While haploid organisms have only one copy of each chromosome, most animals and many plants are diploid , containing two of each chromosome and thus two copies of every gene. Walther Flemming 's diagram of eukaryotic cell division. Chromosomes are copied, condensed, and organized. Then, as the cell divides, chromosome copies separate into the daughter cells. Many species have so-called sex chromosomes that determine the gender of each organism.
In evolution, this chromosome has lost most of its content and also most of its genes, while the X chromosome is similar to the other chromosomes and contains many genes.
The X and Y chromosomes form a strongly heterogeneous pair. Main articles: Asexual reproduction and Sexual reproduction When cells divide, their full genome is copied and each daughter cell inherits one copy. This process, called mitosis , is the simplest form of reproduction and is the basis for asexual reproduction.
Asexual reproduction can also occur in multicellular organisms, producing offspring that inherit their genome from a single parent. Offspring that are genetically identical to their parents are called clones.
Eukaryotic organisms often use sexual reproduction to generate offspring that contain a mixture of genetic material inherited from two different parents. The process of sexual reproduction alternates between forms that contain single copies of the genome haploid and double copies diploid.
Diploid organisms form haploids by dividing, without replicating their DNA, to create daughter cells that randomly inherit one of each pair of chromosomes. Most animals and many plants are diploid for most of their lifespan, with the haploid form reduced to single cell gametes such as sperm or eggs. Some bacteria can undergo conjugation , transferring a small circular piece of DNA to another bacterium.
Recombination and genetic linkage[ edit ] Main articles: Chromosomal crossover and Genetic linkage Thomas Hunt Morgan 's illustration of a double crossover between chromosomes.
With Charles Davenport, a prominent US eugenicist, whispering in his ear, Goddard suggested that learning disabilities resulted from a single Mendelian recessive gene. When he factored in behaviours thought to result from that condition — such as criminality and promiscuity — the alleged association went sky-high. He never seems to have questioned whether a single gene for such a complex trait made sense biologically.
No one is so foolish as to believe in a single gene for learning disability any more. As has been well established, the genetic contribution to complex traits is spread over many genes, each contributing a minuscule sliver of the variability for the trait.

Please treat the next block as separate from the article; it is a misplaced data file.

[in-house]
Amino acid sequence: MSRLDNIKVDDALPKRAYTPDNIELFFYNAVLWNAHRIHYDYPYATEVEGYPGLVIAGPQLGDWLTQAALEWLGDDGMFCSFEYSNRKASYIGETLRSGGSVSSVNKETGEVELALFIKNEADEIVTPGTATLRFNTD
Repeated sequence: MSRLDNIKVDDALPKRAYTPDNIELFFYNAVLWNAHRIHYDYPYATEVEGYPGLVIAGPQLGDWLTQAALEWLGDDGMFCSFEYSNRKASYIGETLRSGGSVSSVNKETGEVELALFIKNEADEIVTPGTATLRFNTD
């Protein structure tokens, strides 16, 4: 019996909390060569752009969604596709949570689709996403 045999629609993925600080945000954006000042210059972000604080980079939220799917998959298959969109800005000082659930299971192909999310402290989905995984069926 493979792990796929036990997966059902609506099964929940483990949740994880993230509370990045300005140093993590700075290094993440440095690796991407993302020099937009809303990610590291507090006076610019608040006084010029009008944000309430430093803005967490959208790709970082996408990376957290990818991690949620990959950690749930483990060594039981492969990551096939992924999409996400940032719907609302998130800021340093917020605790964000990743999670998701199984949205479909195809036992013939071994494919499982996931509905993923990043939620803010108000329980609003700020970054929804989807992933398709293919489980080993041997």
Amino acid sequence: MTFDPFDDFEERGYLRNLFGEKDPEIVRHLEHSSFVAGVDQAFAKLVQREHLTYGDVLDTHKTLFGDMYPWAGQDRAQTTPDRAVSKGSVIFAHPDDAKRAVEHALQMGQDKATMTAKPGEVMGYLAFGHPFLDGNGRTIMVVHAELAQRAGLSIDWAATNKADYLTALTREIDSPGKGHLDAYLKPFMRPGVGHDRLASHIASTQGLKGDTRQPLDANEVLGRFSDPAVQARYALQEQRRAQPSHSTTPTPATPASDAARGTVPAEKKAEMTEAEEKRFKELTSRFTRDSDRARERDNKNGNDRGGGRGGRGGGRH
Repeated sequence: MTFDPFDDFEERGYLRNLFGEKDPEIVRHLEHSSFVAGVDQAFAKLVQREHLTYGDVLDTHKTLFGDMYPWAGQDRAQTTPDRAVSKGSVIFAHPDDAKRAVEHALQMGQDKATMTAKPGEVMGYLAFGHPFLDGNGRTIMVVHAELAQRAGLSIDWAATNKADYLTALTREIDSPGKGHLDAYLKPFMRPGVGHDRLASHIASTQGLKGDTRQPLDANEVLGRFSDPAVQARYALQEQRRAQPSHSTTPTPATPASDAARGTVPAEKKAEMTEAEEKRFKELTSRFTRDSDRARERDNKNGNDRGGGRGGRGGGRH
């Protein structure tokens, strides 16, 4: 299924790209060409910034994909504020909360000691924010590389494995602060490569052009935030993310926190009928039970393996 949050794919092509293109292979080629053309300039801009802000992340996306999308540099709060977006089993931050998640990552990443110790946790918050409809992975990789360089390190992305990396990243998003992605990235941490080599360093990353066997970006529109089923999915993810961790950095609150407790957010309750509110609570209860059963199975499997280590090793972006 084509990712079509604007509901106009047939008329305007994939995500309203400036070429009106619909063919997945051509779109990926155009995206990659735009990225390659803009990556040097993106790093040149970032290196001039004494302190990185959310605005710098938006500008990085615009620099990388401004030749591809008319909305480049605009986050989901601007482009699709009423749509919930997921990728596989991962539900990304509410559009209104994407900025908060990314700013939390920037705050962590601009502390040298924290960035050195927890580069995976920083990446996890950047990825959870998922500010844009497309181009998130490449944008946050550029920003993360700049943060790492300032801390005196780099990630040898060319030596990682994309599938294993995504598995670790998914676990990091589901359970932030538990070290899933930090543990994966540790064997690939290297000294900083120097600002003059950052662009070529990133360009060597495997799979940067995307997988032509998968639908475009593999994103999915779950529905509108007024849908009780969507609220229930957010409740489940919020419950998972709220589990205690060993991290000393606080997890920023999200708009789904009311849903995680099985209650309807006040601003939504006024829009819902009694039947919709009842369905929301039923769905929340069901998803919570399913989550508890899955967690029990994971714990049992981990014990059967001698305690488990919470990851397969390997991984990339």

A polygenic score is a correlation coefficient.
The SNPs are markers only. Although they might, in some cases, suggest genomic neighbourhoods in which to search for genes that directly affect the trait, the polygenic score itself is in no sense causal.
Plomin understands this and says so repeatedly in the book — yet contradicts himself several times by arguing that the scores are, in fact, causal. If all you have is a polygenic score, everything looks like a gene. Polygenic scores do suggest some things to cheer about. We should applaud the broad-based shift across biomedicine from monogenic to polygenic causation.
The method is finding wide application, from precision medicine to field biology. For example, polygenic scores have been shown to improve risk predictions for prostate, ovarian and breast cancers. They can point to traits that might have been influenced by local adaptation, and gauge the pace of evolutionary change. He argues that we should think of personality traits as we do autism or attention-deficit hyperactivity disorder: as existing on spectra.
In a book so filled with retrograde ideas about genes, I was pleasantly surprised to find this strong, welcome biological support for the idea of neurodiversity.
In , educational psychologist Arthur Jensen dropped a pseudo-statistical bombshell in the Harvard Educational Review. He argued that genetics was responsible for the notional IQ gap between African Americans and white people not bias baked into the test or environmental effects and that remedial education was pointless. Blueprint uses language, imagery, rhetoric, conclusions and numbers that will be familiar to readers who have, like me, slogged through all these works.
A sobering theme of most, Blueprint included, is their aspiration of shaping social policy. Like much of that literature, Blueprint plays fast and loose with the concept of heritability. Sometimes Plomin treats it correctly as a variable property of a population in a given environment.